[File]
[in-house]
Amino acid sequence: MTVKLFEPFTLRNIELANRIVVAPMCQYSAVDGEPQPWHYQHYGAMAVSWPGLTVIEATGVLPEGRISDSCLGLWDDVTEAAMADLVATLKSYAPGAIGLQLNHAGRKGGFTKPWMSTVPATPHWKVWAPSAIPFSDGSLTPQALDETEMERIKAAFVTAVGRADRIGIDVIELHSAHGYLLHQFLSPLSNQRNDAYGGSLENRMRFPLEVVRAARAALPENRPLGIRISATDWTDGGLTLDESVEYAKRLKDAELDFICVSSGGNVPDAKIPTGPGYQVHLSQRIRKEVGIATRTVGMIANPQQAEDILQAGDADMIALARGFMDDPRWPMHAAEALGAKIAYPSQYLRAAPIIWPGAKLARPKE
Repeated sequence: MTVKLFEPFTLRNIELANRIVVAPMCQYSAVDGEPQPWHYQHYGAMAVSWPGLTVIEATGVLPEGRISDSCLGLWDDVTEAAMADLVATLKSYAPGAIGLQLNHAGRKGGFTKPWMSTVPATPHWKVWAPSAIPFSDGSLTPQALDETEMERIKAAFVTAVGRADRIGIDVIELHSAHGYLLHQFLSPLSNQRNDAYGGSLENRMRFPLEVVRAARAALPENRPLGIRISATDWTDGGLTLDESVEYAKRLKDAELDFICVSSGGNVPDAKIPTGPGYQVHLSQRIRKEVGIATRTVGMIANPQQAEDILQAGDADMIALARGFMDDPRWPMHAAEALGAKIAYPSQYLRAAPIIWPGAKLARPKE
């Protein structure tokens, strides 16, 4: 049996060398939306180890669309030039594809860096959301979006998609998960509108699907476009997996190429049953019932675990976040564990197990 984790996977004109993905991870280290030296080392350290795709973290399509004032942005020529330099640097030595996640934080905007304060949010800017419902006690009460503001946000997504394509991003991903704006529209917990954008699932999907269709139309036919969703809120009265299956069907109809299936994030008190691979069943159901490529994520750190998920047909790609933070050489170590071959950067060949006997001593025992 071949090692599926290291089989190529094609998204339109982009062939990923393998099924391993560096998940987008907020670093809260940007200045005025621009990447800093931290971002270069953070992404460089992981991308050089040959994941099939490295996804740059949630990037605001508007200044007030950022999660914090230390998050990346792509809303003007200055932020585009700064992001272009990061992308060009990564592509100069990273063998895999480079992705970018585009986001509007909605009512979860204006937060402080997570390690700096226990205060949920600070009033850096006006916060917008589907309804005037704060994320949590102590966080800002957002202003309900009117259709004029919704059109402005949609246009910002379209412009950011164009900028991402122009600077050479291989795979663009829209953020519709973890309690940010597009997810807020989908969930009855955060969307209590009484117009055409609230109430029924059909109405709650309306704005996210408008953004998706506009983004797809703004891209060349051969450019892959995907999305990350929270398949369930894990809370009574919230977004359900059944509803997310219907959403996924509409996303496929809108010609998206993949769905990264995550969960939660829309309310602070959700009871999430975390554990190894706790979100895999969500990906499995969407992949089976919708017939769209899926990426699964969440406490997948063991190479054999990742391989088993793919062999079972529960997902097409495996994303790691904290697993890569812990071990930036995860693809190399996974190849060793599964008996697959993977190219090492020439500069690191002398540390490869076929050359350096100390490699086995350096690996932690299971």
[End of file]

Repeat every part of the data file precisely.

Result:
[in-house]
Amino acid sequence: MTVKLFEPFTLRNIELANRIVVAPMCQYSAVDGEPQPWHYQHYGAMAVSWPGLTVIEATGVLPEGRISDSCLGLWDDVTEAAMADLVATLKSYAPGAIGLQLNHAGRKGGFTKPWMSTVPATPHWKVWAPSAIPFSDGSLTPQALDETEMERIKAAFVTAVGRADRIGIDVIELHSAHGYLLHQFLSPLSNQRNDAYGGSLENRMRFPLEVVRAARAALPENRPLGIRISATDWTDGGLTLDESVEYAKRLKDAELDFICVSSGGNVPDAKIPTGPGYQVHLSQRIRKEVGIATRTVGMIANPQQAEDILQAGDADMIALARGFMDDPRWPMHAAEALGAKIAYPSQYLRAAPIIWPGAKLARPKE
Repeated sequence: MTVKLFEPFTLRNIELANRIVVAPMCQYSAVDGEPQPWHYQHYGAMAVSWPGLTVIEATGVLPEGRISDSCLGLWDDVTEAAMADLVATLKSYAPGAIGLQLNHAGRKGGFTKPWMSTVPATPHWKVWAPSAIPFSDGSLTPQALDETEMERIKAAFVTAVGRADRIGIDVIELHSAHGYLLHQFLSPLSNQRNDAYGGSLENRMRFPLEVVRAARAALPENRPLGIRISATDWTDGGLTLDESVEYAKRLKDAELDFICVSSGGNVPDAKIPTGPGYQVHLSQRIRKEVGIATRTVGMIANPQQAEDILQAGDADMIALARGFMDDPRWPMHAAEALGAKIAYPSQYLRAAPIIWPGAKLARPKE
């Protein structure tokens, strides 16, 4: 049996060398939306180890669309030039594809860096959301979006998609998960509108699907476009997996190429049953019932675990976040564990197990 984790996977004109993905991870280290030296080392350290795709973290399509004032942005020529330099640097030595996640934080905007304060949010800017419902006690009460503001946000997504394509991003991903704006529209917990954008699932999907269709139309036919969703809120009265299956069907109809299936994030008190691979069943159901490529994520750190998920047909790609933070050489170590071959950067060949006997001593025992 071949090692599926290291089989190529094609998204339109982009062939990923393998099924391993560096998940987008907020670093809260940007200045005025621009990447800093931290971002270069953070992404460089992981991308050089040959994941099939490295996804740059949630990037605001508007200044007030950022999660914090230390998050990346792509809303003007200055932020585009700064992001272009990061992308060009990564592509100069990273063998895999480079992705970018585009986001509007909605009512979860204006937060402080997570390690700096226990205060949920600070009033850096006006916060917008589907309804005037704060994320949590102590966080800002957002202003309900009117259709004029919704059109402005949609246009910002379209412009950011164009900028991402122009600077050479291989795979663009829209953020519709973890309690940010597009997810807020989908969930009855955060969307209590009484117009055409609230109430029924059909109405709650309306704005996210408008953004998706506009983004797809703004891209060349051969450019892959995907999305990350929270398949369930894990809370009574919230977004359900059944509803997310219907959403996924509409996303496929809108010609998206993949769905990264995550969960939660829309309310602070959700009871999430975390554990190894706790979100895999969500990906499995969407992949089976919708017939769209899926990426699964969440406490997948063991190479054999990742391989088993793919062999079972529960997902097409495996994303790691904290697993890569812990071990930036995860693809190399996974190849060793599964008996697959993977190219090492020439500069690191002398540390490869076929050359350096100390490699086995350096690996932690299971």